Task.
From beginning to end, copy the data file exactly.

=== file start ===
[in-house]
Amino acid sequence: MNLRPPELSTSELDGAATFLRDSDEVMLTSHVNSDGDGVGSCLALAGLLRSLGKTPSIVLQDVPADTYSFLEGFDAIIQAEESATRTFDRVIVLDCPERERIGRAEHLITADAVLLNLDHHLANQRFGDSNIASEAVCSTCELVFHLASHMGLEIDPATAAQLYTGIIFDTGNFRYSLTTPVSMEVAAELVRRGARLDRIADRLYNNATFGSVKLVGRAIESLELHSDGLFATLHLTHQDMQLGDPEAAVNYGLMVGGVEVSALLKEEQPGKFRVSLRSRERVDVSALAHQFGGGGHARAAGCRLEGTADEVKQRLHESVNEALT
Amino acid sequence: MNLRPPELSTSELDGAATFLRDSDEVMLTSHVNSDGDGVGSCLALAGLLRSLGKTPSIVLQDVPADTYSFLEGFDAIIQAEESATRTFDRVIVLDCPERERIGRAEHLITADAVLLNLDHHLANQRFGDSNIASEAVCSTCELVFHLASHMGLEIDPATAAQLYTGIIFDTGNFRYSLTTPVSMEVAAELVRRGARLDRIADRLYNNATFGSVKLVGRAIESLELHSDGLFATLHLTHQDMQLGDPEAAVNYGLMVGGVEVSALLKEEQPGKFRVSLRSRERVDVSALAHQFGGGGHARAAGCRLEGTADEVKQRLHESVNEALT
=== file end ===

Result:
[in-house]
Amino acid sequence: MNLRPPELSTSELDGAATFLRDSDEVMLTSHVNSDGDGVGSCLALAGLLRSLGKTPSIVLQDVPADTYSFLEGFDAIIQAEESATRTFDRVIVLDCPERERIGRAEHLITADAVLLNLDHHLANQRFGDSNIASEAVCSTCELVFHLASHMGLEIDPATAAQLYTGIIFDTGNFRYSLTTPVSMEVAAELVRRGARLDRIADRLYNNATFGSVKLVGRAIESLELHSDGLFATLHLTHQDMQLGDPEAAVNYGLMVGGVEVSALLKEEQPGKFRVSLRSRERVDVSALAHQFGGGGHARAAGCRLEGTADEVKQRLHESVNEALT
Amino acid sequence: MNLRPPELSTSELDGAATFLRDSDEVMLTSHVNSDGDGVGSCLALAGLLRSLGKTPSIVLQDVPADTYSFLEGFDAIIQAEESATRTFDRVIVLDCPERERIGRAEHLITADAVLLNLDHHLANQRFGDSNIASEAVCSTCELVFHLASHMGLEIDPATAAQLYTGIIFDTGNFRYSLTTPVSMEVAAELVRRGARLDRIADRLYNNATFGSVKLVGRAIESLELHSDGLFATLHLTHQDMQLGDPEAAVNYGLMVGGVEVSALLKEEQPGKFRVSLRSRERVDVSALAHQFGGGGHARAAGCRLEGTADEVKQRLHESVNEALT